Right side of the DAP has hardware playback buttons with Play/Pause in the middle and Skip above and below it. Toward the upper right corner, you will find a Volume wheel with protective guards allowing access to the front and the back of the wheel. The volume wheel is easy to control with a thumb or an index finger, has a soft click feedback as you rotate it, a little mushy, and sometimes requiring two clicks to change a volume by a step (per review sample I received). It also has Push-button functionality as a Power button where you short press to turn the display on/off and long press to turn the power on or to bring up Android pop up for shutdown. The guards around the wheel protect it from accidental pressing when in the pocket. Overall, I find it very convenient and efficient to be able to control volume and display/power with a single button, using only a thumb.
Under the hood.
The top of the DAP hosts a replaceable Audio Motherboard card with 4.4mm BAL headphone port (530mW @32ohm, 1.2ohm OI, 121dB SNR) which can be selected as Line Out or Phone Out. Next to it is 3.5mm SE headphone port (245mW @32ohm, 0.6ohm OI, 119dB SNR), and a separate 3.5mm Line Out port. Each Line Out level can be adjusted. On the back at the top, there are 2 small screws which hold the Audio Motherboard in. The default stock A01 card comes with AK4497EQ 32bit DAC, quad OPA1622 op-amps, and other miscellaneous components. The rest of the common circuit is on the printed wiring board inside the main chassis, including low jitter clocks (covering 3 fundamental frequencies) and DSP FPGA dedicated to DSD/PCM signal processing with a support of many popular lossy and lossless formats up to PCM 32bit/384kHz and DSD256.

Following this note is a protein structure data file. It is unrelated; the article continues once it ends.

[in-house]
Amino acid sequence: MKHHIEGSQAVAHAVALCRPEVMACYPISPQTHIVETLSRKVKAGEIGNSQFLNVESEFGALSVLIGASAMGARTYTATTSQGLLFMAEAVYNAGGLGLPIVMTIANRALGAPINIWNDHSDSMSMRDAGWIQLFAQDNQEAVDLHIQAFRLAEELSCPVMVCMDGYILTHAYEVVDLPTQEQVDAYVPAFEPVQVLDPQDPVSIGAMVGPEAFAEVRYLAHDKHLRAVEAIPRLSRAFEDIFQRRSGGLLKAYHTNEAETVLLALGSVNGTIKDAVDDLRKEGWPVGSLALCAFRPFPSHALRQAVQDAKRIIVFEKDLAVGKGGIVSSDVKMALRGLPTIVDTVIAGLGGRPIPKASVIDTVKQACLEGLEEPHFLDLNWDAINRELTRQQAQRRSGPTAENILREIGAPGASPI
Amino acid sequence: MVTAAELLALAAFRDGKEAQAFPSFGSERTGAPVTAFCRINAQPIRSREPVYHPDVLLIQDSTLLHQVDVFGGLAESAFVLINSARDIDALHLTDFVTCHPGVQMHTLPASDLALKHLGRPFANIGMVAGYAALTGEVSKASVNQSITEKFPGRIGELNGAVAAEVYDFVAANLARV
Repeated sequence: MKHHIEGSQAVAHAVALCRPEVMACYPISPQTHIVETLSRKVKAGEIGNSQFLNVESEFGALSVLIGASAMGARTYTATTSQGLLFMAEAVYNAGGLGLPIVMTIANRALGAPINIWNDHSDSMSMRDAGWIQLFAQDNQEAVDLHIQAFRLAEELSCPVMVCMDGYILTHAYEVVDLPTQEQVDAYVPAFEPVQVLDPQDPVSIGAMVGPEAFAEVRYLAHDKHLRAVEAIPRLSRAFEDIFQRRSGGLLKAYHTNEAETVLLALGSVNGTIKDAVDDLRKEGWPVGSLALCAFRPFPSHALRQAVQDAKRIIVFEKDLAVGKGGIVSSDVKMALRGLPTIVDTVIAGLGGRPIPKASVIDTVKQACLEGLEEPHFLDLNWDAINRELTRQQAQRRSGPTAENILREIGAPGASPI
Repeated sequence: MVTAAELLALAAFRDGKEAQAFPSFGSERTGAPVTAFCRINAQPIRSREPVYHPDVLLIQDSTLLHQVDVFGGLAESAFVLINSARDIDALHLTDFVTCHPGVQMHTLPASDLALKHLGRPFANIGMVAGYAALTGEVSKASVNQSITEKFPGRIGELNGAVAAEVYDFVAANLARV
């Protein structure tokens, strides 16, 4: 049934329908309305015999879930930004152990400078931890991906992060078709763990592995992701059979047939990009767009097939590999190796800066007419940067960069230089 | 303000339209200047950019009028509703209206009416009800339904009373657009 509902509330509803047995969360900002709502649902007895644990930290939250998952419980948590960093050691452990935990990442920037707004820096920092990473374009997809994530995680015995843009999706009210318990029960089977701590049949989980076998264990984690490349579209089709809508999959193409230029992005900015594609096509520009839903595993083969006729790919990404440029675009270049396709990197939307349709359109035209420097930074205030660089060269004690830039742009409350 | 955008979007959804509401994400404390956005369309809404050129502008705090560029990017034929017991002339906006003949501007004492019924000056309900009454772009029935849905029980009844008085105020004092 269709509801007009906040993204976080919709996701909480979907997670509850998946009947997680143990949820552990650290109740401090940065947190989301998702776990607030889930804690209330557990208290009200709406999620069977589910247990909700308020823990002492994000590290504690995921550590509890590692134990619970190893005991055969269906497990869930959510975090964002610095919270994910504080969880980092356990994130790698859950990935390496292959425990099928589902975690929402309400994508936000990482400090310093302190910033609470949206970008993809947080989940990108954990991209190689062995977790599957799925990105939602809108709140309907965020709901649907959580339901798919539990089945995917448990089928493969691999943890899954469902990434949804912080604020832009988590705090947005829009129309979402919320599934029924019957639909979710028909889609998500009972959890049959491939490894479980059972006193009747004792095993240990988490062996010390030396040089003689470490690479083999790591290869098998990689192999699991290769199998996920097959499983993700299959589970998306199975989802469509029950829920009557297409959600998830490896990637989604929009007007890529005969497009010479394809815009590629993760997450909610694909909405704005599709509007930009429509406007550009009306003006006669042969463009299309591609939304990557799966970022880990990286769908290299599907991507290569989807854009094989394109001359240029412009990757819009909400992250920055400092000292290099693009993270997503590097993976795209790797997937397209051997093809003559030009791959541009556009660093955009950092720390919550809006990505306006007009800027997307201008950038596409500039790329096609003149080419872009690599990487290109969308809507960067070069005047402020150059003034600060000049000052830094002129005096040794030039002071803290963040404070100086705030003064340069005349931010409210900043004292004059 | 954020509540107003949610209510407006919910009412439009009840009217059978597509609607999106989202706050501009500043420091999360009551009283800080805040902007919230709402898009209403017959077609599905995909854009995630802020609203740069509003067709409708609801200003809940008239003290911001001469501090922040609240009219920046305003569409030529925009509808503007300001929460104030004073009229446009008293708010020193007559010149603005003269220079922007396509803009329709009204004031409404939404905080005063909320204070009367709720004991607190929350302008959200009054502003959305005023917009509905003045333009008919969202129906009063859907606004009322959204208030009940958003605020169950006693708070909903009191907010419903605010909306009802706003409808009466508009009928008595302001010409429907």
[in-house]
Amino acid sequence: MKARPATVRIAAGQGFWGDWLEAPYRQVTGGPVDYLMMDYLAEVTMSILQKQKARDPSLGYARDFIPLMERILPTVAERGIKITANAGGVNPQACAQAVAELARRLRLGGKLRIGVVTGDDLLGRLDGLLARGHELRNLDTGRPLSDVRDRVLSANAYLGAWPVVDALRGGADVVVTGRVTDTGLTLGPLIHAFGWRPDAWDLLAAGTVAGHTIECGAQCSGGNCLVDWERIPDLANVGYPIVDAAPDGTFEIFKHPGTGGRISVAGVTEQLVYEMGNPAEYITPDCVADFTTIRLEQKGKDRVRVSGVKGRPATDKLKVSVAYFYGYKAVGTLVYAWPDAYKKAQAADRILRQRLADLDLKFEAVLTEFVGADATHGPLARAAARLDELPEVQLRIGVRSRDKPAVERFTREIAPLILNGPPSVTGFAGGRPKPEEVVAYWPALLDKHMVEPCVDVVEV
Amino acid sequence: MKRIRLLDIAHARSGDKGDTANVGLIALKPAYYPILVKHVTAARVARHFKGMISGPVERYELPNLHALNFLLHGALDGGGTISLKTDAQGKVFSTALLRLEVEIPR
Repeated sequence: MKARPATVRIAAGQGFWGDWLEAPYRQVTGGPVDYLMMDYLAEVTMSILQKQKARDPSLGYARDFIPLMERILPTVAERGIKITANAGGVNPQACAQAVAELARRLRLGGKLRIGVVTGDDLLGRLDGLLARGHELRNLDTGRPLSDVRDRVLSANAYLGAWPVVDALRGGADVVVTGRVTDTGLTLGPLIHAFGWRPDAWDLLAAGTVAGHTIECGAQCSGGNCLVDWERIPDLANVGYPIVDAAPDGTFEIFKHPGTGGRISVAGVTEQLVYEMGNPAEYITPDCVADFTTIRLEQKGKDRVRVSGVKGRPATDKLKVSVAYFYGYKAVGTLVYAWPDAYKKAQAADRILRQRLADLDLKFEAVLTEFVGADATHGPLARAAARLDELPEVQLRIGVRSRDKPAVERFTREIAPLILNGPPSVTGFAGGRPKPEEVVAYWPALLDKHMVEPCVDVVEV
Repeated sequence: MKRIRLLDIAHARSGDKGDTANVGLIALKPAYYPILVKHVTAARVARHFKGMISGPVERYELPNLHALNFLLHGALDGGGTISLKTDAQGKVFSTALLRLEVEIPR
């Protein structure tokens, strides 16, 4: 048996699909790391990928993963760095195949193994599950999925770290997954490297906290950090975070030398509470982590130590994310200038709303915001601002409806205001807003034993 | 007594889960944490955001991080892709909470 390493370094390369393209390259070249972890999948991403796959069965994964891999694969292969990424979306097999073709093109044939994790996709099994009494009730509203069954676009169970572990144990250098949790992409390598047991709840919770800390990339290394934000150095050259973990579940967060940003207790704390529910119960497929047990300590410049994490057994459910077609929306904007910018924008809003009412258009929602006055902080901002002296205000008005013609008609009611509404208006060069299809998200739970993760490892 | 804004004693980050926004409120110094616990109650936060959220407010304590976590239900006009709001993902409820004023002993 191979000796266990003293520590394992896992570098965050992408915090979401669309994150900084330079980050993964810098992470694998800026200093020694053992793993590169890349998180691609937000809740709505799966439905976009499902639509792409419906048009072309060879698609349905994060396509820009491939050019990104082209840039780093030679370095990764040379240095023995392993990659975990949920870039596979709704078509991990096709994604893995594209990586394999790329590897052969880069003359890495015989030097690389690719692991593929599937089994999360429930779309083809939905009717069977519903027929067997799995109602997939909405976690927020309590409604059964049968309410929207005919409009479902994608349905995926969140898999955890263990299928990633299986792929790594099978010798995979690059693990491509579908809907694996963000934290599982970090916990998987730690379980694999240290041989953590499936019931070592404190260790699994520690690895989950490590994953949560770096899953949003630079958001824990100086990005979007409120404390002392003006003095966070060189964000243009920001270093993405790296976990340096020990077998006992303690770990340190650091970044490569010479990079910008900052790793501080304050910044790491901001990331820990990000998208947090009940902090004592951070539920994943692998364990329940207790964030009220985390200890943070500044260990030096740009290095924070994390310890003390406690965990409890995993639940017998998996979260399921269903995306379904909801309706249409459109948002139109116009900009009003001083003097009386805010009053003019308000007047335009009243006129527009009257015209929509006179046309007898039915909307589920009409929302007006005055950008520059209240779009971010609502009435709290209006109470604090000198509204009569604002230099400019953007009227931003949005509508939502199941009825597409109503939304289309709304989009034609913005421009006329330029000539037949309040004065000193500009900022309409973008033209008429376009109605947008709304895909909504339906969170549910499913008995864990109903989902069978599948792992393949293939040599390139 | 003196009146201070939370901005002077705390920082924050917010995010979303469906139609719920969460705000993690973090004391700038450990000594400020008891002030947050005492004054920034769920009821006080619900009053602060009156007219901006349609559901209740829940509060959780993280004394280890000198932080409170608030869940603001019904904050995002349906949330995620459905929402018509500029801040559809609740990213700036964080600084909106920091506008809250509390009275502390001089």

Thanks to Snapdragon 425 CPU and 4GB of RAM, the Android Oreo (8.1) performance is very fast, pretty much identical to Hiby R6Pro, including implementation of DTA (direct transport audio optimization to bypass SRC sample rate conversion of stock Android) which ensures playback from all the apps without re-sampling. Along with optimized Android OS, you will also get pre-installed Google Play, HibyMusic app, and Cayin’s own Music app based on modified HibyMusic. With Google Play you can download any app, and within minutes I was streaming Spotify and playing YT videos. Furthermore, you will find support of 2.4G/5G dual WiFi bands and Bluetooth 4.2 with LDAC, aptX, and AAC, enabling the use of N6ii as a wireless BT DAC. Not the latest BT, but as long as LDAC is supported, I’m OK with it. HibyLink Remote control is supported as well.
I already mentioned that N6ii accommodates a bigger battery, 5900 mAh, which is quite impressive for an average size DAP. For me personally, the battery performance of N6ii is one of its strongest Pros. With WiFi off, playing 320kbps mp3s from 3.5mm SE output in mid gain, I was able to get close to 14hrs of advertised playback time. Switching to 4.4mm BAL output in mid gain while playing hi-res lossless FLAC files, I was getting over 12.5hrs of playback time. The standby time with WiFi and screen off was impressive as well, but once WiFi is enabled it drains a little faster, as expected from Android device with all its background processes. Furthermore, there is a support for Quick Charge QC3.0 (with appropriate charger) where you can expect to reach the full capacity in about 2hrs.